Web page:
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Genetically driven gut feelings help female flies choose a mate

Genetically driven gut feelings help female flies choose a mate

Even among flies, mating is a complicated ritual. Their elaborate, and entirely innate, courtship dance combines multiple motor skills with advanced sensory cues. Now, researchers at Rockefeller University have determined that the Abdominal-B ( Abd-B ) gene, previously known as the gene that sculpts the posterior parts of the developing fly, is also important for this complex behavior, at least in the case of female flies ( Drosophila melanogaster) Continue reading

Sensing neuronal activity with light

Sensing neuronal activity with light

For years, neuroscientists have been trying to develop tools that would allow them to clearly view the brain’s circuitry in action — from the first moment a neuron fires to the resulting behavior in a whole organism. To get this complete picture, neuroscientists are working to develop a range of new tools to study the brain. Continue reading

VIP: New way to prevent spread of devastating diseases

VIP: New way to prevent spread of devastating diseases

For decades, researchers have tried to develop broadly effective vaccines to prevent the spread of illnesses such as HIV, malaria, and tuberculosis. While limited progress has been made along these lines, there are still no licensed vaccinations available that can protect most people from these devastating diseases. So what are immunologists to do when vaccines just aren’t working Continue reading

How epigenetic memory is passed through generations: Sperm and eggs transmit memory of gene repression to embryos

How epigenetic memory is passed through generations: Sperm and eggs transmit memory of gene repression to embryos

A growing body of evidence suggests that environmental stresses can cause changes in gene expression that are transmitted from parents to their offspring, making “epigenetics” a hot topic. Epigenetic modifications do not affect the DNA sequence of genes, but change how the DNA is packaged and how genes are expressed. Continue reading

Tolerating, not fighting, viruses a viable survival strategy

Tolerating, not fighting, viruses a viable survival strategy

In ecology, disease tolerance is defined as a host strategy not to fight a pathogen tooth and nail, but rather tolerate it to live (and survive) better in the long term. One key feature of tolerance is that the disease only progresses very slowly — if at all — even if the host carries a high pathogen load. Roland Regoes, a senior scientist at ETH Zurich’s Institute of Theoretical Biology, has now transferred this approach to HIV Continue reading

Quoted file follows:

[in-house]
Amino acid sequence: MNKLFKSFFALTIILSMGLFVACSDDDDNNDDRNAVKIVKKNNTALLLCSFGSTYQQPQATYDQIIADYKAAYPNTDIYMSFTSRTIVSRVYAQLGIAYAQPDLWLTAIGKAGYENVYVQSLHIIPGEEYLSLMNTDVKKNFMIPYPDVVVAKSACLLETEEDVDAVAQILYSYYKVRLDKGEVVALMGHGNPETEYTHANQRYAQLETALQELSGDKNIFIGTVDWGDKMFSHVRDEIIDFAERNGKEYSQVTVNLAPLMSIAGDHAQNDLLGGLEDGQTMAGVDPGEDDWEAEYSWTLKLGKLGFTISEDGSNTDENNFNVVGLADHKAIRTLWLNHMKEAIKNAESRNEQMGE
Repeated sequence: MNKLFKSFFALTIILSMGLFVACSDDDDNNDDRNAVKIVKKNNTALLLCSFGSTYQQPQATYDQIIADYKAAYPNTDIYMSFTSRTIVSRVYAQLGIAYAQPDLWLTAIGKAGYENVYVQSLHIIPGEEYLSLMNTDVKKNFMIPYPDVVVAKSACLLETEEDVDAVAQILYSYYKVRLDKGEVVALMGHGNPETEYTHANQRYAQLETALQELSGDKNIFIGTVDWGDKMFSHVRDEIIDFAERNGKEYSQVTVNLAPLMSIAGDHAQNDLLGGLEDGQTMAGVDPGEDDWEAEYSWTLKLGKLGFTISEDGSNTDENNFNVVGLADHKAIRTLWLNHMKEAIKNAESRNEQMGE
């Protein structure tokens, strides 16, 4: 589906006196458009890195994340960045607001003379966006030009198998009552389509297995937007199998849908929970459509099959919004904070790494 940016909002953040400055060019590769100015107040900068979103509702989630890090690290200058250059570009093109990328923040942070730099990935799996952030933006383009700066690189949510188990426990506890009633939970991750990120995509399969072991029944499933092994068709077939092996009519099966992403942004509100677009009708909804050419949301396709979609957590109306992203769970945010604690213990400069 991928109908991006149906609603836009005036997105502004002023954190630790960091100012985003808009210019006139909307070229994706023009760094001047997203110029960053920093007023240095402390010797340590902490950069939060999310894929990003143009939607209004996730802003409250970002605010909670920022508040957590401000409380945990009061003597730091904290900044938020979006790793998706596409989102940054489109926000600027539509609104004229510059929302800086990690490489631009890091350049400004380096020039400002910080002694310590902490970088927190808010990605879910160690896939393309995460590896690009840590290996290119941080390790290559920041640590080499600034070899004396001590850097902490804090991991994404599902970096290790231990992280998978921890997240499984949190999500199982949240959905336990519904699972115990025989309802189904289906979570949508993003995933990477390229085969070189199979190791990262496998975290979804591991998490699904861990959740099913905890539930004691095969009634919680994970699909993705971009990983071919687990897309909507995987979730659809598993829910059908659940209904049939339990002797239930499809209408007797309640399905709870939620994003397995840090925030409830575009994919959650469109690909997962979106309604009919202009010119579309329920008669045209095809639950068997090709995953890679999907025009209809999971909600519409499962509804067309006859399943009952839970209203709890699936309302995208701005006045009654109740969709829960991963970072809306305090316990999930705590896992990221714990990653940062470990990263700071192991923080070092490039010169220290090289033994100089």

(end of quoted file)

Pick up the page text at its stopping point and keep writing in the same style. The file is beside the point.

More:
Melanoma risk found to have genetic determinant

Melanoma risk found to have genetic determinant

A leading Dartmouth researcher, working with The Melanoma Genetics Consortium, GenoMEL, an international research consortium, co-authored a paper published in the Journal of the National Cancer Institute that proves longer telomeres increase the risk of melanoma. “For the first time, we have established that the genes controlling the length of these telomeres play a part in the risk of developing melanoma,” said lead author of the study Mark Iles, PhD, School of Medicine at the University of Leeds (UK). Telomeres are a part of the genome that function like the plastic caps of your shoelaces, which prevent the laces from fraying Continue reading

Living in disadvantaged neighborhood worsens musculoskeletal pain outcomes after trauma exposure

Living in disadvantaged neighborhood worsens musculoskeletal pain outcomes after trauma exposure

Individuals living in disadvantaged neighborhoods have worse musculoskeletal pain outcomes over time after stressful events such as motor vehicle collision than individuals from higher socioeconomic status neighborhoods, even after accounting for individual characteristics such as age, sex, income, education, and employment status. These were the findings of a multi-site research study led by Samuel McLean, MD, MPH, associate professor of anesthesiology and emergency medicine at the University of North Carolina School of Medicine. Continue reading

Few physicians are recommending HPV vaccination for boys, study finds

Few physicians are recommending HPV vaccination for boys, study finds

Research from Moffitt Cancer Center shows family physicians and pediatricians are not always recommending vaccination against human papillomavirus (HPV) for young male patients. Approximately 6 million people are newly infected with HPV each year, a virus that can lead to the development of cancer Continue reading

U.S. health system not properly designed to meet needs of patients nearing end of life, say experts

U.S. health system not properly designed to meet needs of patients nearing end of life, say experts

The U.S. health care system is not properly designed to meet the needs of patients nearing the end of life and those of their families, and major changes to the system are necessary, says a new report from the Institute of Medicine. The 21-member committee that wrote the report envisioned an approach to end-of-life care that integrates traditional medical care and social services and that is high-quality, affordable, and sustainable Continue reading

Healthy humans make nice homes for viruses

Healthy humans make nice homes for viruses

The same viruses that make us sick can take up residence in and on the human body without provoking a sneeze, cough or other troublesome symptom, according to new research at Washington University School of Medicine in St. Louis. Continue reading